“Italy’s commitment towards the protection of cultural heritage is not limited to protecting cultural, monumental, architectural and landscape assets, but extends to the elements that best represent our country’s traditions and that also express Italian genius and creativity” said the Minister of Foreign Affairs and International Cooperation, Angelino Alfano. His remarks followed the recognition by UNESCO of the art of the Neapolitan “Pizzaiuolo” (pizza-maker), a skill with a long history, passed down from generation to generation, and which is, as of now, on the list of humanity’s intangible cultural heritage.
“A special thanks to the 2 million Italians who signed the #pizzaUnesco petition, thereby helping us achieve this great victory. UNESCO has recognised the cultural and social aspects of this time-honoured knowledge – said Alfano – not only giving the world one of the healthiest and most complete foods, but also a food that brings people together regardless of all social, economic or cultural differences. Above all, it has also given the world an Italian word that, without needing to be translated, can immediately conjure up emotions ”.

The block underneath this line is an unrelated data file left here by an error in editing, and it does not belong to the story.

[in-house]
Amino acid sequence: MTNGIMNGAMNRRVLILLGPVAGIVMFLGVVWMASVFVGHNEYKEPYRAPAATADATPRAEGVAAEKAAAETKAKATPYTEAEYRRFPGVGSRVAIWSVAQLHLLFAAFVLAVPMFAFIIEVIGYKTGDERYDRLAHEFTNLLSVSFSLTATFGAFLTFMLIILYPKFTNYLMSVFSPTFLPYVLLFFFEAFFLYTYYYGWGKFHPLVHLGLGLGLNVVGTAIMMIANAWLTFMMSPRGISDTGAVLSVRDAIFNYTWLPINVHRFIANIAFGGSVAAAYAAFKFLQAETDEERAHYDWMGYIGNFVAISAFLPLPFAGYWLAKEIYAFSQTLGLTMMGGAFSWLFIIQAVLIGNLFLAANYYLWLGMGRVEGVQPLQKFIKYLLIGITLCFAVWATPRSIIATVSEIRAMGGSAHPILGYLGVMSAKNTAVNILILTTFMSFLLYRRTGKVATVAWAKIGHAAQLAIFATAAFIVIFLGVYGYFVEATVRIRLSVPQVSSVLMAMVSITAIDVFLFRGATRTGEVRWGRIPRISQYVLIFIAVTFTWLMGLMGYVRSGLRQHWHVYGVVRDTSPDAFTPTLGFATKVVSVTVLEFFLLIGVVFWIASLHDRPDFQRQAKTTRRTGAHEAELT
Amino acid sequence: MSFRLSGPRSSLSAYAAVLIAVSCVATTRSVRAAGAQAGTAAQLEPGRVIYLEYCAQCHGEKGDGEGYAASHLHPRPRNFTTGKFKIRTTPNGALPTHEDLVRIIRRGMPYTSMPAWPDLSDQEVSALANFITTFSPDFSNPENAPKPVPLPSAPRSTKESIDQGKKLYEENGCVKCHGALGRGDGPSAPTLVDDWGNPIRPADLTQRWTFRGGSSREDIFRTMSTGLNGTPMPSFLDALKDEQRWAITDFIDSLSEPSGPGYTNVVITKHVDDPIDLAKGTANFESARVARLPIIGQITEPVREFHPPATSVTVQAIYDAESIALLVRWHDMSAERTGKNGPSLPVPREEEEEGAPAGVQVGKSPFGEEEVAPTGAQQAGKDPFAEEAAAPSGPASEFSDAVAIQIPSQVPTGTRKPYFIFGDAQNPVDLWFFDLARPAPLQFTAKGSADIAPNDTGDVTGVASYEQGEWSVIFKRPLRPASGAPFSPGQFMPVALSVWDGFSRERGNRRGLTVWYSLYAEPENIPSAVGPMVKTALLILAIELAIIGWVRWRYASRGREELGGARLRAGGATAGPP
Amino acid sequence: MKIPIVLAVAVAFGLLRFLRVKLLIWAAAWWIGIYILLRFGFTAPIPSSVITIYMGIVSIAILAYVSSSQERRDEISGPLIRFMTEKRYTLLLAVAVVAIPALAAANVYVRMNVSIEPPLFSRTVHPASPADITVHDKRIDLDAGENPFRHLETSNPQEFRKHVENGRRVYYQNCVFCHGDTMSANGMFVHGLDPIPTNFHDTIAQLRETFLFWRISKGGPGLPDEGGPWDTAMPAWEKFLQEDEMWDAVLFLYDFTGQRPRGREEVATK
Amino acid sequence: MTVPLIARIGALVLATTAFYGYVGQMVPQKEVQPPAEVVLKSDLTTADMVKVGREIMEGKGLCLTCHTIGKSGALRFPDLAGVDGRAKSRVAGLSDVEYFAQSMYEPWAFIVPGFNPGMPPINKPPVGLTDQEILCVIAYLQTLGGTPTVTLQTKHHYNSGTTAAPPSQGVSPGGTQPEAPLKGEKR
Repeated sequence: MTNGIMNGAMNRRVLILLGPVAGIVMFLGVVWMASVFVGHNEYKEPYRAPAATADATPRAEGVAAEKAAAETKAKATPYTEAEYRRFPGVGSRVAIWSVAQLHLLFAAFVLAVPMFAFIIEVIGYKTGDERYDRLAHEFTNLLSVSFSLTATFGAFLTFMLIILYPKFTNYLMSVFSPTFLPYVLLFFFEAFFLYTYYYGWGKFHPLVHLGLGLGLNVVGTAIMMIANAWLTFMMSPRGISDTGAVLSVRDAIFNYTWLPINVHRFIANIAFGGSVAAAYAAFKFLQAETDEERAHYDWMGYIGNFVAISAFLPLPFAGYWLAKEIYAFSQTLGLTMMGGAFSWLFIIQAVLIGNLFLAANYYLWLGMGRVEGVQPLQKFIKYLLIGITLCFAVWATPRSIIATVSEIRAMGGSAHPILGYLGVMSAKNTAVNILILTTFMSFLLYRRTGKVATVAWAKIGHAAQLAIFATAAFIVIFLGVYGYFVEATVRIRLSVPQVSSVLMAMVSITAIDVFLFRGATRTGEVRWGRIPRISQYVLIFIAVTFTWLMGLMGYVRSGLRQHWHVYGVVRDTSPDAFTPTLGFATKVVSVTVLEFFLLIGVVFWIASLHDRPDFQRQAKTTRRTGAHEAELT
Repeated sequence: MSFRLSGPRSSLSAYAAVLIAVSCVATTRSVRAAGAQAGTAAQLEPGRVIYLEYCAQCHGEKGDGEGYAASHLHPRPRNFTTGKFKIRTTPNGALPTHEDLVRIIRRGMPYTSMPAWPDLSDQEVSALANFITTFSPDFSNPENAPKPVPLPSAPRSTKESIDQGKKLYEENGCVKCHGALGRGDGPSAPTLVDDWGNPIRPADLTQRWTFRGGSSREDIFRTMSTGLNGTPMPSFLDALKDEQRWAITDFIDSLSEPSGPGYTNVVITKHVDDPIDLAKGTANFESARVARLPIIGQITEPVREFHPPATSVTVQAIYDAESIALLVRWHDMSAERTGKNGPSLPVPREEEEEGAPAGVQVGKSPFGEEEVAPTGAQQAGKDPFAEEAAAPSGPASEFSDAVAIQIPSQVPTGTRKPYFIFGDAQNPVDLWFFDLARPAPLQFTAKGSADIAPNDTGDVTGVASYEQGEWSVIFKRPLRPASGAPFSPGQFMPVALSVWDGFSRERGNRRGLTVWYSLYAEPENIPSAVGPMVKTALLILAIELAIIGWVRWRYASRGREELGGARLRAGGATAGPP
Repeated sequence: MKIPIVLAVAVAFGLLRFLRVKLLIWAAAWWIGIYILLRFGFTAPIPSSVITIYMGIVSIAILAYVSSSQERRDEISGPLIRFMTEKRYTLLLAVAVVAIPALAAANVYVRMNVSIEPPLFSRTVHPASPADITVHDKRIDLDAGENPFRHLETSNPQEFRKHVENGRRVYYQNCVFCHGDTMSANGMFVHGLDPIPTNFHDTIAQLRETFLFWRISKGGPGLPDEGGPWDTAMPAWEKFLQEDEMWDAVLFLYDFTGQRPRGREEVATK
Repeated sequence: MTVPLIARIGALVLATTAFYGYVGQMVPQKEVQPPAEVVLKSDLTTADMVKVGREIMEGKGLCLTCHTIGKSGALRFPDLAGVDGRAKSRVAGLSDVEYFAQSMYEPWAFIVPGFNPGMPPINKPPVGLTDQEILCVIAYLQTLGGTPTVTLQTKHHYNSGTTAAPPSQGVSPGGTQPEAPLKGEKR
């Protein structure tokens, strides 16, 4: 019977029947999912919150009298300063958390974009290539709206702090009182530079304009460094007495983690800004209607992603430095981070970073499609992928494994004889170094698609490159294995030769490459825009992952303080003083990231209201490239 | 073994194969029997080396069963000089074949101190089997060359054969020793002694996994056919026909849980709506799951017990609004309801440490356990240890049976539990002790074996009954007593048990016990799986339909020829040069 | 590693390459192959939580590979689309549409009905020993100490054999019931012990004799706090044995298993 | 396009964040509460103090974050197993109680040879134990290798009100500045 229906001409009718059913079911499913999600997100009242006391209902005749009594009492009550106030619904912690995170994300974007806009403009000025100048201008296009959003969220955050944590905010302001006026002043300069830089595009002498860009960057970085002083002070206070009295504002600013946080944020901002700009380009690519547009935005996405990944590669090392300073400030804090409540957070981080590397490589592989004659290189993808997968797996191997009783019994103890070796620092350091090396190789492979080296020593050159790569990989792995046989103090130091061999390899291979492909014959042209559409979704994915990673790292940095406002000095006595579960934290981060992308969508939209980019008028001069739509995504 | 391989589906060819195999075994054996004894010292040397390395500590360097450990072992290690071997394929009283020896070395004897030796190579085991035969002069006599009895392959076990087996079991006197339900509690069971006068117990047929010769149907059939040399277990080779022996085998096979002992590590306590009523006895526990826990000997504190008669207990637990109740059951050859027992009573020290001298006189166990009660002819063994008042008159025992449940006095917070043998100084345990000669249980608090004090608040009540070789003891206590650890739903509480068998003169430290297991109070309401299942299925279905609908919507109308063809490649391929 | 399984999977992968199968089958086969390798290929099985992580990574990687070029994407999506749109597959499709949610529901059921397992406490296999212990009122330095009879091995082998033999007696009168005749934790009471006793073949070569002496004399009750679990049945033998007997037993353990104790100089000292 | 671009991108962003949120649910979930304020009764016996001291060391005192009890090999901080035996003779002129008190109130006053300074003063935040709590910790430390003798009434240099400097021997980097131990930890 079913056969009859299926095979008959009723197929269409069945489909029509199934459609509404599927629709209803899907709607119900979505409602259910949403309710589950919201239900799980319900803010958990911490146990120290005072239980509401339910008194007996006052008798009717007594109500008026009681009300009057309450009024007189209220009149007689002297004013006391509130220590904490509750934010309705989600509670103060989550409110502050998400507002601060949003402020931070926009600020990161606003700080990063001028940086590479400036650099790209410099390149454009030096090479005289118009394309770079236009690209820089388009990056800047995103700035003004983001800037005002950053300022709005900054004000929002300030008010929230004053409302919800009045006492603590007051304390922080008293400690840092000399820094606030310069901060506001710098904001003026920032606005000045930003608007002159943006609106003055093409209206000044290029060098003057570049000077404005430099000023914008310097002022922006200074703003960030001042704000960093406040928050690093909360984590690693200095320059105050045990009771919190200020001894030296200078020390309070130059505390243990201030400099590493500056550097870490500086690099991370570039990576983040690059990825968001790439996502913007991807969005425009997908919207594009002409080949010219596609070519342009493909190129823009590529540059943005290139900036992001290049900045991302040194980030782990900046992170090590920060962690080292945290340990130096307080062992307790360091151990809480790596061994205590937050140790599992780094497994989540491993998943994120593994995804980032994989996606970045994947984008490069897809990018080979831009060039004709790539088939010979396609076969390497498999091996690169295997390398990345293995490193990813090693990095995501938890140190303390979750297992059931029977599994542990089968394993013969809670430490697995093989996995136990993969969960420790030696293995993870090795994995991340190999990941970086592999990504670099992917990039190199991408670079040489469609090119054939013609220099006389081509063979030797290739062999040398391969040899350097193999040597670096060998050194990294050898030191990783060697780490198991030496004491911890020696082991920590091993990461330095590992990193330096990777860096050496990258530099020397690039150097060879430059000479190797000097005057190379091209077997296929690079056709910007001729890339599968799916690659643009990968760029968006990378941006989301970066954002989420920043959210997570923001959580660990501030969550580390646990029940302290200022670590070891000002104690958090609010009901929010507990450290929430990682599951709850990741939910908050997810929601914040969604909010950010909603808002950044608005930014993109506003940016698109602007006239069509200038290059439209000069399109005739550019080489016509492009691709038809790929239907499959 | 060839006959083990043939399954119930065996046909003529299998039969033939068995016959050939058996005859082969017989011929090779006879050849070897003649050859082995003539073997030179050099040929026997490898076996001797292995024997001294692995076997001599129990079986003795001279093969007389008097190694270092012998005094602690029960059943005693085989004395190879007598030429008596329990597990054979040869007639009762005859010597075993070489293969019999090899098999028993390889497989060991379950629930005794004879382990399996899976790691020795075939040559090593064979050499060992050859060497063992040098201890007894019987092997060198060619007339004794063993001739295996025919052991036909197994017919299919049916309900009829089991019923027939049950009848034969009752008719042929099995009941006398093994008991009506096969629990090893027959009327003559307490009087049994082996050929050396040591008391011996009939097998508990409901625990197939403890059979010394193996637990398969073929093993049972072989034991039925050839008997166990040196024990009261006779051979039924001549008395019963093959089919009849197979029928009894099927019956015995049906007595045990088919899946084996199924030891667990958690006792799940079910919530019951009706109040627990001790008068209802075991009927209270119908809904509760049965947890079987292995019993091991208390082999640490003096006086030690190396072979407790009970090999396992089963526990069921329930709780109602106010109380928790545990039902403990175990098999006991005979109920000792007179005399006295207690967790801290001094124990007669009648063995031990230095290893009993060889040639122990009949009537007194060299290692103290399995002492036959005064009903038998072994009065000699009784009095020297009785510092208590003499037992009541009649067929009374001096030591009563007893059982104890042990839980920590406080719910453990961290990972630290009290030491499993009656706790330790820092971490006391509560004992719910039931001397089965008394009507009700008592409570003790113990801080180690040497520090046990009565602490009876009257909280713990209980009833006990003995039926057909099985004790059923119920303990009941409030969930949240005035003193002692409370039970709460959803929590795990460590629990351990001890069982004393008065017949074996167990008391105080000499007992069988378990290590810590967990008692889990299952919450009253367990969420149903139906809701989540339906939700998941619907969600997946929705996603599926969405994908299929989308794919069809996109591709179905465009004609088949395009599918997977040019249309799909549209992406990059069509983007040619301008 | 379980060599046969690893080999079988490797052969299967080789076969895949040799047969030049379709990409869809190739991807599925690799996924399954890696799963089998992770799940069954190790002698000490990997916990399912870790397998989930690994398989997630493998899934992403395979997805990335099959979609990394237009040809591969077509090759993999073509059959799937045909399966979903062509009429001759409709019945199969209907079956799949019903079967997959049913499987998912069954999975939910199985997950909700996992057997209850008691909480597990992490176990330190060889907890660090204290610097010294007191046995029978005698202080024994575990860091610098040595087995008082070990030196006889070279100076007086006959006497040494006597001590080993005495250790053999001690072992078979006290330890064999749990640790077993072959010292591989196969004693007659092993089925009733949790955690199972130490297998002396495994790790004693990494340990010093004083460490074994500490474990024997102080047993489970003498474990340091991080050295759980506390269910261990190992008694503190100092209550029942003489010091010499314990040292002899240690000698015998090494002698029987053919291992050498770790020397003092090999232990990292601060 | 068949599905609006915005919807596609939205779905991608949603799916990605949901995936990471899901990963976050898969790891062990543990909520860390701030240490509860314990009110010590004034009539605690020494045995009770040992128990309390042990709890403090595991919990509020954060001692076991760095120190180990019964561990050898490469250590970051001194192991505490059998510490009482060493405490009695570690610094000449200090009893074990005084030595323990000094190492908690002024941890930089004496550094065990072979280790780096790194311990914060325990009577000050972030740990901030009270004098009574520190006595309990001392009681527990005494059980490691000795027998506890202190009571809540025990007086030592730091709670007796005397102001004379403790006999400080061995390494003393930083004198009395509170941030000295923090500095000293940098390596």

This prestigious recognition given during the annual session of the UNESCO Intergovernmental Committee for the Safeguarding of Intangible Cultural Heritage underway on the island of Jeju in South Korea ideally dovetails with the events held throughout the world to celebrate the “Week of Italian Cuisine”. This initiative promotes the culinary and food and wine traditions of our country at international level, as distinctive features of Italian identity and culture, and one of the main elements of the Brand Italy.
“Quality, identity, territory, biodiversity, culture and sustainability are the distinctive traits of the art of the Neapolitan pizzaiuolos – said Alfano – and were key terms at the Milan Expo. They have become symbols of Italian excellence in the world, and of the professional expertise in an area that lifts the status of Brand Italy abroad”.
It marks another success in Italian cultural diplomacy, adding another notch to a year of especially significant UNESCO recognitions for Italy: its election as President of the Cultural Commission of the 39th General Conference for 2017-2019, and a few days ago, its election as a member of the Committee for the Protection of Cultural Property in the event of Armed Conflict; the implementation of the Strategy, proposed by Italy, to protect cultural heritage and promote cultural pluralism; the designation of the following as UNESCO Creative Cities: Alba for Gastronomy, Carrara for Crafts and Folk Art, Milan for Literature and Pesaro for Music; the inclusion in the List of World Heritage sites of the Venetian Works of Defence (Bergamo, Palmanova and Peschiera del Garda) and the Ancient Beech Forests of the Apennines.